Tuesday, March 11, 2014

Why Rand Paul is wrong (this time)...

I wrote the following in response to Rand Paul's article on Breitbart (both of whom I have great respect).


Apples & Oranges.

Reagan was only able to meet with Mikal Gorbachev after 3 other Soviet leaders died and after Reagan had committed to massive rearmament of the US military.  In the '80's the only war was the cold war.  Reagan was able to institute diplomatic solutions because he was bargaining from a position of strength while the Soviets were reeling from the loss of 3 leaders in 3 years.  And, their economy was not propped up by oil & gas revenue from Western Europe at the time.

Today's situation is different.  It is the KGB vs Acorn.  Our president has managed to alienate some of our closest allies, in addition to those in the former Eastern Block countries like Poland, where he nixed the installation of missile defense systems in his attempted "reset" of east-west relations.  That, along with the recent purposed gutting of the US military budget has made his (our) hand weaker yet.  No president since Carter has looked so weak on the world stage.  [On side note - I believe Obama wants a decline in the US superpower status and he is purposefully using these events to perpetuate - if not accelerate - our decline.] 

Yet, if BHO did want to change the outcome for Crimea, it would be relatively simple (for most men of humility, of which Obama is not one).  He could talk to the remaining 6 members of the G8 and express how wrong he had been to trust the latest leader of the Axis of Evil and that they need to combine forces and oust Russia from the G8 - relocating the meeting to Geneva this summer instead of Sochi.  Then pivot (as he so likes to do) and begin building a case against them in the WTO, immediately bringing the remaining Eastern Block countries into NATO, publicly announcing the reconstituting of the US Military, deploying missile defenses to Poland, fast tracking the Keystone Pipeline (largely a figurative move, as exporting oil or even LNG to Europe would be cost prohibitive), sending in a CIA team to extricate Snowden out from under Putin's protection, and upping the rhetoric against Putin every chance he got.  Then he (we) could bargain for the freedom of Crimea from a position of strength.  Leave or continue to be an outsider in world affairs.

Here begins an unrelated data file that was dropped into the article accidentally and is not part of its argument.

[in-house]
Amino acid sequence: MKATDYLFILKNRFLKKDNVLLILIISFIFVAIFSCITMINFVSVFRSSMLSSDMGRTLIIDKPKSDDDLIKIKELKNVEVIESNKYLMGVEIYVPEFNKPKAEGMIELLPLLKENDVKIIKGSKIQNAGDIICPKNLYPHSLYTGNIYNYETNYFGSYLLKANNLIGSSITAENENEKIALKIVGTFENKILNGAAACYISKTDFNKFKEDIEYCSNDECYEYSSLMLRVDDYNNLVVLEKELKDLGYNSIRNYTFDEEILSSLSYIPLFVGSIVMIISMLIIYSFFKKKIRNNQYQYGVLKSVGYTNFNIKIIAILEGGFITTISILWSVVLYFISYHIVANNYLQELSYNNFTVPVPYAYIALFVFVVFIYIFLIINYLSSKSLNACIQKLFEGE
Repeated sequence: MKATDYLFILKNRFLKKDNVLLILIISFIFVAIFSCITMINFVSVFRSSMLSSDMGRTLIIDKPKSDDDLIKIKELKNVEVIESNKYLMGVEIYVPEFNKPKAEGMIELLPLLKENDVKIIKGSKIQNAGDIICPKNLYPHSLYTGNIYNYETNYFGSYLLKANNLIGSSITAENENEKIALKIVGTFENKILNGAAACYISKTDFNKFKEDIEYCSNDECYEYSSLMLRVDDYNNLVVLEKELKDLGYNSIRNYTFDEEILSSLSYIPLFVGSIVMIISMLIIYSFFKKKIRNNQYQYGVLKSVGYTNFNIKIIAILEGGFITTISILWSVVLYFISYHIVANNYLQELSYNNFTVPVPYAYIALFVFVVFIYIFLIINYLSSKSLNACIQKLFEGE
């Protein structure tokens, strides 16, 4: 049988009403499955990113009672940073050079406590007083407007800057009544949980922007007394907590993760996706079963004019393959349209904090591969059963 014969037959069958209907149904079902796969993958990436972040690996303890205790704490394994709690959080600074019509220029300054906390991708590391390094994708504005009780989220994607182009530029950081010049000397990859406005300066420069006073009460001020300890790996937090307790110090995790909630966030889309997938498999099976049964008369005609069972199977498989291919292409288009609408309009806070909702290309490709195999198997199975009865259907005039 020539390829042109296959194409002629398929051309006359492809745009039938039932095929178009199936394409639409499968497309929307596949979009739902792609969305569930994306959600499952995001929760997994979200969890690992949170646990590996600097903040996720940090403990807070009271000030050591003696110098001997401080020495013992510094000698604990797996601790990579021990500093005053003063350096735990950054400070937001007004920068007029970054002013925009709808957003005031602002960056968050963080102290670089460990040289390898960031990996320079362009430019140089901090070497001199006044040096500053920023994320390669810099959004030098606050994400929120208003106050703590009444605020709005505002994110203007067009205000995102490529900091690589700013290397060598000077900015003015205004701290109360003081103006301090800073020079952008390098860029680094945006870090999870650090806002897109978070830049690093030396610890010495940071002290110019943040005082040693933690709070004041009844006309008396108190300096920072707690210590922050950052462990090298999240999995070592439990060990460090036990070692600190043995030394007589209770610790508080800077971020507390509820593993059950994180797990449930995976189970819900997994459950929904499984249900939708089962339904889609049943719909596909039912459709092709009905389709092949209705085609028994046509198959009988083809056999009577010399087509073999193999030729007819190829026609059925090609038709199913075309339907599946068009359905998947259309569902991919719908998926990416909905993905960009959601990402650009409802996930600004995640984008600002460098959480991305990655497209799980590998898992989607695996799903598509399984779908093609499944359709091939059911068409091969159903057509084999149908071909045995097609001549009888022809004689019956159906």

Of course, he'll do none of this.  He'll continue to draw the red line, from Crimea to east Ukraine, to western Ukraine to Poland if Putin sees fit to continue his re-assemblage of the Soviet Empire.  This will only embolden the former KGB operative to do as he sees fit throughout the world, leaving a mess for the next president.  

Those who say, "Who are we to tell them what country they can or cannot invade? We do the same thing" are making a HUGE mistake making some sort of moral equivalency between the US & Russia.  We invade, install democracy (or some semblance, thereof) and turn the countries back over to it's people.  Russia invades, sets up puppet government, "nationalizes" profits makes the rules class unbelievably rich and submits the people to lives of oppression, much like the Statist's here would like to do.  

Rand Paul would be one of the worst choices for president I could think of.  He is NOT the polar opposite of Obama, which is what will be required.  I respect Mr. Paul (and his father) on the domestic economy, but certainly not if foreign affairs.  There is nothing I would like more than for the next president, Scott Walker, to appoint Rand Paul to publicaly audit the Fed, oversee the re-privatization of healthcare insurance, student loans, FREDDIE & FANNIE MAE, etc... 

However, the United States IS the world's policeman, like it or not.  We are the only superpower who can ensure free trade all over the globe by our projection of naval superiority (for now).  Unless we maintain our vast military superiority and projection of power throughout the globe we will fall into the isolationist trap of early 20th century.

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